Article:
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Friends Will Be Friends Posted by on Dec 15, 2008 in Culture, Vocabulary

Basia’s comment about the whole przyjaciółka/koleżanka/relationship thing made me think. And she’s right, it IS a very nuanced thing, indeed.

In English I refer to approximately 1395 people as my “friends.” Yet, when talking to a Pole, about 1390 of those people are not “friends” (przyjaciółki) but “koleżanki/koledzy” or “znajome/znajomi” or “kumpelki/kumple” and so on. People that I could call “przyjaciółki/przyjaciele” (friends) in Polish are maybe 5 on a good day.

It’s been my impression that “przyjaźń” (friendship) is taken very seriously among Polish people. Friendship is not a word used lightly. To say that someone is your friend means you’ve probably known him since kindergarten and you’d give your last złoty for him, if needed.

Everybody else that you know who does not fit into that category is called either a “kolega” or “koleżanka.” This is a problematic word, because depending on who you’re talking about, it can be translated into English as either “friend” or “colleague.” Or even “mate,” “pal,” or if you know each other from school – “classmate.”
Basically, it’s the same as “friend” but you’ve met them later on in life and you’d rather keep your last złoty than use it to bail your “kolega” out of trouble.

And then you have “znajomy.” As a noun, it technically means “acquaintance” but it can come in all sorts of flavors, from a “kolega” with whom you lost touch to your favorite hairdresser. It’s a very broad word to describe all sorts of people who might not be close enough to be “koledzy” or “koleżanki.” But what I’ve also noticed is that older people sometimes feel silly to use “koledzy” or “koleżanki” when talking about people they know and prefer to refer to them as “znajomi.” It really depends. For example, a man wouldn’t be caught dead saying that a female co-worker is a “koleżanka z pracy” (a colleague from work.) He is more likely to say that she is a “znajoma z pracy.”

So, where does a “kumpel” fit into all this? Sideways and from both ends, I guess. Anybody can be a “kumpel.” In everyday parlance it can be used to describe anyone from a BFF to someone you occasionally see at dog shows. Technically speaking, it’s translated as “pal,” “buddy,” “mate” and other sorts of goofy words. And needless to say, that this being Polish means there is a female version too – “kumpela” or “kumpelka.”

It all looks and feels very intricate, but after a while you can easily determine to which category your friends belong.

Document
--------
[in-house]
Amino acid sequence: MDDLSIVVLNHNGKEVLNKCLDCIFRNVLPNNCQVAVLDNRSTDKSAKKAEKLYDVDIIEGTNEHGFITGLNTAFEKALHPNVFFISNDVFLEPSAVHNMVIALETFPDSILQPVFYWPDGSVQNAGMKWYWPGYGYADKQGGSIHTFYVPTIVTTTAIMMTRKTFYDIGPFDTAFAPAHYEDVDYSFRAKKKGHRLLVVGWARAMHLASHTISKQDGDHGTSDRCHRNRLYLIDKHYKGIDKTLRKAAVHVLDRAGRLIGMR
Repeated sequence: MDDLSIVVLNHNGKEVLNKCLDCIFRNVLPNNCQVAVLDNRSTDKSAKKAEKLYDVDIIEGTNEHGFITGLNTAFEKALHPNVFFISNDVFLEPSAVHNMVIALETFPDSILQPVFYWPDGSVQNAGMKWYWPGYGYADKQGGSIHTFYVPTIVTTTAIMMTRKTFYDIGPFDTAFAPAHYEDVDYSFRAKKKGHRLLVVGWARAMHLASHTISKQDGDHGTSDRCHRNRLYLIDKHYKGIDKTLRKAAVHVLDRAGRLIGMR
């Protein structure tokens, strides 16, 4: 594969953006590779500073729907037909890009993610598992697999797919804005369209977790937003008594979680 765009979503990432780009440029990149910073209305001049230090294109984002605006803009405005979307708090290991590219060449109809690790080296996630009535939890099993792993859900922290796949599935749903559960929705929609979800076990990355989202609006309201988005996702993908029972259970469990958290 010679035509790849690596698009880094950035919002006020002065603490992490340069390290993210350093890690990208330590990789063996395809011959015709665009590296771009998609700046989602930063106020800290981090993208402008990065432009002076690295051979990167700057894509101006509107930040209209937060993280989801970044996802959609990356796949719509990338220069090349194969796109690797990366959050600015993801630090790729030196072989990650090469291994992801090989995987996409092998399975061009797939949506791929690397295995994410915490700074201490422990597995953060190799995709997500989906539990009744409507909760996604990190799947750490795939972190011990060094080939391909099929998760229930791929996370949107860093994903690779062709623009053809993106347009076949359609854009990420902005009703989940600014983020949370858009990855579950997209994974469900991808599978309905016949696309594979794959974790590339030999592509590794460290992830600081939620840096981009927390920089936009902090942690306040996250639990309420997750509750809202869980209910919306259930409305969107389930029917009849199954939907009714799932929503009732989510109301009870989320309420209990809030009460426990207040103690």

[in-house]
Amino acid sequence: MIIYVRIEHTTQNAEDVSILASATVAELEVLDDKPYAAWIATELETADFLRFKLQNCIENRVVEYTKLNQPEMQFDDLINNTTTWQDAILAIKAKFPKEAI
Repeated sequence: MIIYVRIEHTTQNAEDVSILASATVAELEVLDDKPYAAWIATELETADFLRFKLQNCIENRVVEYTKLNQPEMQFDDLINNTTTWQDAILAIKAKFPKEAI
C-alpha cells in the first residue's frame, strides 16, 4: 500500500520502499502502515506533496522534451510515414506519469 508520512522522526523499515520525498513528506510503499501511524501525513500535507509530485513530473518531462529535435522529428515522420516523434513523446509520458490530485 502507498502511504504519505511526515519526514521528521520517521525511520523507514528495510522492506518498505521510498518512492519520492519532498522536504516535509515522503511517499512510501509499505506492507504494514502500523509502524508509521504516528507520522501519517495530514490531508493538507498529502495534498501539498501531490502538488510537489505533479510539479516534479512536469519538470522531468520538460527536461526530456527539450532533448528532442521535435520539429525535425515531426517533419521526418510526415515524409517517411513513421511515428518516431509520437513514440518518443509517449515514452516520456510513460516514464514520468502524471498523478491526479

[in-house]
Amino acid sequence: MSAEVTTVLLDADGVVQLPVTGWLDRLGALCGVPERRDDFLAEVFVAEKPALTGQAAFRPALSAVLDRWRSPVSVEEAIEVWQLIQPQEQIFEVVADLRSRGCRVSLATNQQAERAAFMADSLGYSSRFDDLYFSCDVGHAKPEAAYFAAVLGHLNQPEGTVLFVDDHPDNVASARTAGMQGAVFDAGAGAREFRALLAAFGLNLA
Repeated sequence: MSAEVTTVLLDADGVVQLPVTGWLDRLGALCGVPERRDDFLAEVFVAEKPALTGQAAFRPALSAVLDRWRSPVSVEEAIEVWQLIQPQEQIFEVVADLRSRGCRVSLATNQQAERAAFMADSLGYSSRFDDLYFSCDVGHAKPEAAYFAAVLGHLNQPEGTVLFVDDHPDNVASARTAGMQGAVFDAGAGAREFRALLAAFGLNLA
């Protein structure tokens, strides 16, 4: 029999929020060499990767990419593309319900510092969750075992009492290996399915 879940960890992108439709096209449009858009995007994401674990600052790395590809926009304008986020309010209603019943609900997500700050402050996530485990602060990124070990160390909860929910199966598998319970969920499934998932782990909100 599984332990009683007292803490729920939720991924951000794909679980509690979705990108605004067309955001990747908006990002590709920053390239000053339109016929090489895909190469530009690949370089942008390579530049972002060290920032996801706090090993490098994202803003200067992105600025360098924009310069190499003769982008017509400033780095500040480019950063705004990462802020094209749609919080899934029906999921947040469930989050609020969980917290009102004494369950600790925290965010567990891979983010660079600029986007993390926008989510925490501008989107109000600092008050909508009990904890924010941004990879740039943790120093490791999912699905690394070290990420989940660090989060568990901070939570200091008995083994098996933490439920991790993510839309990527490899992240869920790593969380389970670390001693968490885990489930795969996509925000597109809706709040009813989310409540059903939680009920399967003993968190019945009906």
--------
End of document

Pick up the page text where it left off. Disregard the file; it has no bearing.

Next time we’ll talk about relationships.
And here’s the grammar/vocabulary stuff: (I’ll add sound when I have a minute.)

  • przyjaźń (fem., pl. przyjaźnie) – friendship
  • przyjaciel (masc., pl. przyjaciele) – friend (male, or mixed when plural)
  • przyjaciółka (fem., pl. przyjaciółki) – friend (female)
  • kolega (masc., pl. koledzy) – colleague or some kind of friend, male or mixed when plural
  • koleżanka (fem., pl. koleżanki) – colleague or some kind of friend, female
  • znajomy (masc., pl. znajomi) – somebody you know, acquaintance, male or mixed when plural. To make it more difficult this word can also be used as an adjective, as in “znajomy mechanik” – a mechanic I know.
  • znajoma (fem., pl. znajome) – as above but female, and yes, it can also be used as an adjective, as in “znajoma fryzjerka” – a hairdresser (female) I know.
  • kumpel (masc., pl. kumple) – colloquially, anybody from a friend to somebody you know and hang out with from time to time, male or mixed when plural.
  • kumela or kumpelka (fem., pl. kumpele or kumpelki) – as above but female.
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Comments:

  1. Anna O.:

    Hi Anna
    Well, nobody say the Polish is an understandable language but your polish words translation is quite good

  2. Anna O.:

    Merry Christmas that means Wesołych Świat Bożego Narodzenia or Pogodnych Świąt Bożego Narodzenia or Radosnych Świat Bożego Narodzenia for you and for your friends (przyjaciół}, colleague ( kolegow i koleżanek) and acquaintance (znajomych). 🙂

  3. Barb Lomnicki:

    Dzieki Aniu:
    I have received some very interesting reactions by my misuse of the word “friend”. I really appreciate the guidelines, hopefully it keeps me on the “straight and narrow”. It really drives home the formality of the language. As North Americans, we are very quick to cross over into informal forms of address, this certainly is in stark contrast to Poles.

  4. DeeAnn:

    So, maybe “friends” in English is really more similar to kumpel, while a “close friend” or “best friend” is more like a przyaciel.

    Did I get it right?

  5. Anna:

    Anna O.
    and Merry Christmas to you too!

    Barb,
    I’ve taught myself to be very careful when choosing appropriate words when I discuss my “friends” with my Polish “friends.” LOL!

    DeeAnn,
    yep, I’d say you’re right on! 🙂


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